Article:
Archeologists know that people first started to colonize the islands of the Caribbean about 7,000 years ago but the routes they took has remained a mystery. A group of researchers reviewed decades of artifacts and, using radiocarbon dating, created a clearer picture of how humanity first spread from island to island.

Also in this week’s science and research news, climate scientists explain what the Earth was like 3 million years ago when carbon dioxide levels are the same as now, the technology of programmable, color-changing tattoos, and how ancient microbial life may have survived without oxygen.

Martin La Monica

Deputy Editor

What route did the first settlers to colonize the islands of the Caribbean take? M.M. Swee/Moment via Getty Images

Archaeologists determined the step-by-step path taken by the first people to settle the Caribbean islands

Matthew F. Napolitano, University of Oregon; Jessica Stone, University of Oregon; Robert DiNapoli, Binghamton University, State University of New York; Scott Fitzpatrick, University of Oregon

Did people settle these islands by traveling north from South America, or in the other direction? Reanalyzing data from artifacts discovered decades ago provides a definitive answer.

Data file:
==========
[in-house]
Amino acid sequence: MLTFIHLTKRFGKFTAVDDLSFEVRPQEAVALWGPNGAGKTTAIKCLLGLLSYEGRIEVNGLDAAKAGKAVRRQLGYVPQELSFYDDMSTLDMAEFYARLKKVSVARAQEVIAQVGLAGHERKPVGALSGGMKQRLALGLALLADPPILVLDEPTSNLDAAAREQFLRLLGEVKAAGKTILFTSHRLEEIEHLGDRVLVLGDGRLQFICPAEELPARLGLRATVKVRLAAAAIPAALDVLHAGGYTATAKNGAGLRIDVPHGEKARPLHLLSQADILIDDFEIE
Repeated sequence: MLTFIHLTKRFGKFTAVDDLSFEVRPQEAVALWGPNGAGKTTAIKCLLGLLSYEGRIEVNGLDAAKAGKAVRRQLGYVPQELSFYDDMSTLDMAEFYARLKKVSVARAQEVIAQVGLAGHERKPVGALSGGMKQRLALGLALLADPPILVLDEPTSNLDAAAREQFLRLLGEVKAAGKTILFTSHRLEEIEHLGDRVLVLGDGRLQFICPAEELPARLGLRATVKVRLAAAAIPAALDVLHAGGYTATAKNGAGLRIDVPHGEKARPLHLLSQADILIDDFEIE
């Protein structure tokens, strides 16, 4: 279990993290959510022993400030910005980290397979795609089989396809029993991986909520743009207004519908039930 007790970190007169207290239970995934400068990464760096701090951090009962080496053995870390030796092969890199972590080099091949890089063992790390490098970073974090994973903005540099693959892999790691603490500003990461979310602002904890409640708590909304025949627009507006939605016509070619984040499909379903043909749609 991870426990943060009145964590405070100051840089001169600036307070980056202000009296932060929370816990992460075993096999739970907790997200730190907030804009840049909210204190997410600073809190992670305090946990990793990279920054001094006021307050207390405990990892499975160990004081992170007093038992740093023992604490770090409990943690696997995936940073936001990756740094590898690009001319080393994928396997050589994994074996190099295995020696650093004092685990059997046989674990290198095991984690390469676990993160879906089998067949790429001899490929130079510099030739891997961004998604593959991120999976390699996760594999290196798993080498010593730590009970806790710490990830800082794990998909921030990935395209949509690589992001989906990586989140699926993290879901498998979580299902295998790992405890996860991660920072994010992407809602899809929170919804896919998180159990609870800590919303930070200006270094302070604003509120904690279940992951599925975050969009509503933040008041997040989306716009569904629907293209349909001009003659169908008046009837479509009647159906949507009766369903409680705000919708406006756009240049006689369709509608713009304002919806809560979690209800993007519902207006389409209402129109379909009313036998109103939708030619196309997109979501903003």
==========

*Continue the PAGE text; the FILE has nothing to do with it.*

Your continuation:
Purple microbial mats offer clues to how ancient life functioned. Pieter Visscher

Ancient microbial life used arsenic to thrive in a world without oxygen

Pieter Visscher, University of Connecticut; Brendan Paul Burns, UNSW; Kimberley L. Gallagher, Quinnipiac University

How ancient microbes survived in a world without oxygen has been a mystery. Scientists discovered a living microbial mat that uses arsenic instead of oxygen for photosynthesis and respiration.

Ice floe drifting in Svalbard, Norway. Sven-Erik Arndt/Arterra/Universal Images Group via Getty Images

The Arctic hasn’t been this warm for 3 million years – and that foreshadows big changes for the rest of the planet

Julie Brigham-Grette, University of Massachusetts Amherst; Steve Petsch, University of Massachusetts Amherst

Extreme shrinkage of summer sea ice is just the latest evidence of rapid Arctic warming – and what happens in the Arctic doesn't stay there.

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